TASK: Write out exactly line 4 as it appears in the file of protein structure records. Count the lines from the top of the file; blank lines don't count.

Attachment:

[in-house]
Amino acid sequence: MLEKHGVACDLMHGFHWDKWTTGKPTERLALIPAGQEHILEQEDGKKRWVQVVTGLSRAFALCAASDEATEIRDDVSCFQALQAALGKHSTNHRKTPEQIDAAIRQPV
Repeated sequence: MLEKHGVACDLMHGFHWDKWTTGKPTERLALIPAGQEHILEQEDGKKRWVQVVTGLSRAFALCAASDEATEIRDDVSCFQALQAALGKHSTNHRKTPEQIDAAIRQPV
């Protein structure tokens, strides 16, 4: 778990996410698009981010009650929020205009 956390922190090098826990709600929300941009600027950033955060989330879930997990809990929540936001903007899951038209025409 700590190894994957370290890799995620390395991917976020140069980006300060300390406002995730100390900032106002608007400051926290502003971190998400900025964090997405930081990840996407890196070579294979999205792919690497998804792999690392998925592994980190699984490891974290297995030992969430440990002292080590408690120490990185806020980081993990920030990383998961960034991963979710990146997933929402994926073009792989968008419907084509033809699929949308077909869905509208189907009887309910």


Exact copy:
């Protein structure tokens, strides 16, 4: 778990996410698009981010009650929020205009 956390922190090098826990709600929300941009600027950033955060989330879930997990809990929540936001903007899951038209025409 700590190894994957370290890799995620390395991917976020140069980006300060300390406002995730100390900032106002608007400051926290502003971190998400900025964090997405930081990840996407890196070579294979999205792919690497998804792999690392998925592994980190699984490891974290297995030992969430440990002292080590408690120490990185806020980081993990920030990383998961960034991963979710990146997933929402994926073009792989968008419907084509033809699929949308077909869905509208189907009887309910």